I nearly didn’t do it

I nearly didn’t do it.

 Version with pictures, sketches and a map is at http://goo.gl/2wWJDP

I am a minnow swimming against a rush of water and air. The M4 motorway, afternoon November 8th and it has been raining all day. Articulated trucks like giant salmon loom ahead and thrash up a wall of gritty water to add to that descending from the limitless grey cloud above.  Behind the slight protection of my motorbike screen I wipe my goggles, the visibility does not improve and I snorkel through the truck’s bow-wave at a steady 75-80 mph in the middle lane. Trout-like cars whisk by at crazy speeds and whip me with their passing wind and yet more gritty water tainted with fuel. My boots are submerged in the water spray and as I wiggle my toes for warmth I can feel they are soaked through. My fingers are also chilled and the damp is working between my fingers. Now 4 hours after setting out from home all I can think of is the end of the journey and the immediacy of the road and its dangers.

In the summer it had seemed like a good idea:  To have a reunion of people from my old school  (Bedales)  at a pub close by that has a camping field for those like me short of readies.  I thought others would B&B nearby or have friends to stay with.  The pub in mind is known as ‘The Pub With No Name’, because for 40 years or more the signpost on the main road to turn for it has been empty.  It is well loved by many of us whose characters were moulded, extended, developed or in some cases set back by our time at Bedales.

In the days before setting off I began to doubt. To doubt if any but Chuck would be there, was this excursion an expensive folly?  Was I mad to be doing it on the motorbike and camping in increasingly crappy weather?  Should I weaken and take my Van with a mattress thrown in the back?  Back in the summer who knew what the weather was going to be in November; It could have been an ‘Indian Summer’ of autumnal beauty and clear days.  Now we were looking at flood warnings and high winds.  Added to which I was questioning what I was doing in my life, my ability to make an earning and be happy.  It had been driving me down, I was questioning my purpose and coming up short.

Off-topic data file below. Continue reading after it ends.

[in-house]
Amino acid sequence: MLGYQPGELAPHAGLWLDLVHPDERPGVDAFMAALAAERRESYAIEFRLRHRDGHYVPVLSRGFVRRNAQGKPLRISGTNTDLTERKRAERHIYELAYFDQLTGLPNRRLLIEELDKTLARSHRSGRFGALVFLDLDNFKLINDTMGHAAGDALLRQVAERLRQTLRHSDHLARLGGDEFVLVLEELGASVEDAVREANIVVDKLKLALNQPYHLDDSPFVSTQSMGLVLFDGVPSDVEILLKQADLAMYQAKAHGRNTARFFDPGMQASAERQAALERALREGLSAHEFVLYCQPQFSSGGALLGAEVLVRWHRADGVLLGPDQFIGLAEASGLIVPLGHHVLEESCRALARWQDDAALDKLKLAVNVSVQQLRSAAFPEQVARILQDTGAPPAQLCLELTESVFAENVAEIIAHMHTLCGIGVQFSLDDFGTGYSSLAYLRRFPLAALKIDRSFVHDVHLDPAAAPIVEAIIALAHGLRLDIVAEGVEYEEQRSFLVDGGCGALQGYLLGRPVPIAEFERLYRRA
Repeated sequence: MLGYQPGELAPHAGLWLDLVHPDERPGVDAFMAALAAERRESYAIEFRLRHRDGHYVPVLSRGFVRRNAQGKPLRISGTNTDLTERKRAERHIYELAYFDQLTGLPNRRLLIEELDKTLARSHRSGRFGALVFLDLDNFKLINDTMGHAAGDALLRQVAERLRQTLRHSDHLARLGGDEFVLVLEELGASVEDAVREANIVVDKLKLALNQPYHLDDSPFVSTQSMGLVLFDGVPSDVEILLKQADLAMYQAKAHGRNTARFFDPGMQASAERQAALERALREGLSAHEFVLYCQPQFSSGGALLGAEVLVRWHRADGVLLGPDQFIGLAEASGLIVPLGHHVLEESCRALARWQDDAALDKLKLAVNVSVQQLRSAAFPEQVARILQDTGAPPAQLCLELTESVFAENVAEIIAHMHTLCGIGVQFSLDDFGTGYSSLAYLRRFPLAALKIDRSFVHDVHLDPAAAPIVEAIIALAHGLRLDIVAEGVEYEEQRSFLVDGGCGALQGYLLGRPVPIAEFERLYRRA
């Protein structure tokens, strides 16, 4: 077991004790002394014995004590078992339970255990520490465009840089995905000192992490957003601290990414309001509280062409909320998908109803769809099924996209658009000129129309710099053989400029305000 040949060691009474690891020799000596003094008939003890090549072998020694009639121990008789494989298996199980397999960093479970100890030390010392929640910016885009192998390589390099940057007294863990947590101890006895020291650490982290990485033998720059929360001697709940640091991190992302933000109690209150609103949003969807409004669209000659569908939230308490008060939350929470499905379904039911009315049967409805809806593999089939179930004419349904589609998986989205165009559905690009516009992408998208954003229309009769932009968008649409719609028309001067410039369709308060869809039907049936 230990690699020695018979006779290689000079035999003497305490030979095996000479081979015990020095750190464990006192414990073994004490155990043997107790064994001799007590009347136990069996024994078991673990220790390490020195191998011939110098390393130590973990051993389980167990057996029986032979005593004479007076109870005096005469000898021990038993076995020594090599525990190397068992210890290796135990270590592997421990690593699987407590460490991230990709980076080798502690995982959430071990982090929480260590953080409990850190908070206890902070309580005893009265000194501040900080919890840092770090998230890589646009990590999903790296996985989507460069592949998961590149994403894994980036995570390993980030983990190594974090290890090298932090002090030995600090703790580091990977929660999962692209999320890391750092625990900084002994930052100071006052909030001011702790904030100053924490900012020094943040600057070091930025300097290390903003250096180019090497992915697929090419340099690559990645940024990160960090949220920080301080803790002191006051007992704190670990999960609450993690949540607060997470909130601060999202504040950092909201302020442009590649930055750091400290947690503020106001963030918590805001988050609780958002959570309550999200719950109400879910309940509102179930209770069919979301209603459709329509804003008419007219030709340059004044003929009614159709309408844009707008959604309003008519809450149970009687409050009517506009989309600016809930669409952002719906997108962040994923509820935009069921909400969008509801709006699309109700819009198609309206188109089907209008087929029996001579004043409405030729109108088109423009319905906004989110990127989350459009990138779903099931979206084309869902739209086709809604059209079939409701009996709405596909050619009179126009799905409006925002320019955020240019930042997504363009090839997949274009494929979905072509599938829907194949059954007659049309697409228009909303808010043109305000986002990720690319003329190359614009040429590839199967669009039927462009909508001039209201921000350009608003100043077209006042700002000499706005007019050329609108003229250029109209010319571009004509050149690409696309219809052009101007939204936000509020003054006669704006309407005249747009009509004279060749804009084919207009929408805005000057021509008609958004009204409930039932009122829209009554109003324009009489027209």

BUT on the Thursday I set to getting my camping equipment out of the basement and working out the packing of my panniers and luggage roll for the bike.  I mostly know what I need because of all my trips to Spain, but this was a bit of a different game – UK in November.  Yes it might be good to take two extra car blankets…. But everything has to fit on those two wheels!

Friday, I didn’t look at the weather forecast, either I was biking it or chickening out and throwing stuff in the van, either way the weather was waiting.  I have been here before, the doubts and to be honest fears of a long bike trip in bad weather. The easy way would be the easy way; but not only would I lose some self-respect but I would have retreated from my edge.


Having loaded the bike and climbed into all my gear I mount my trusty steed ‘Vamos’ (Let’s Go!).  1200cc of Moto Guzzi Stelvio.  It is just beginning to spit with rain as I leave my driveway, I pip-pip the horn to my neighbour who is splitting a log for her fire and head down to my friend Alun in Huw Lewis Tyres who will check my tyre pressures for me.

The rain becomes steadier as I start up the A44 from Aberystwyth, destination Petersfield, Hampshire some 250 miles away.  The road is slick and I take my time, only overtaking metal boxes when no great acceleration or braking is required.  At Castell Dyfryn I am bemused by a huge encampment complete with a helicopter, a simple sign says ‘MFU’.  On my return I find it was a film crew for the new ‘Man From Uncle’ Feature Film.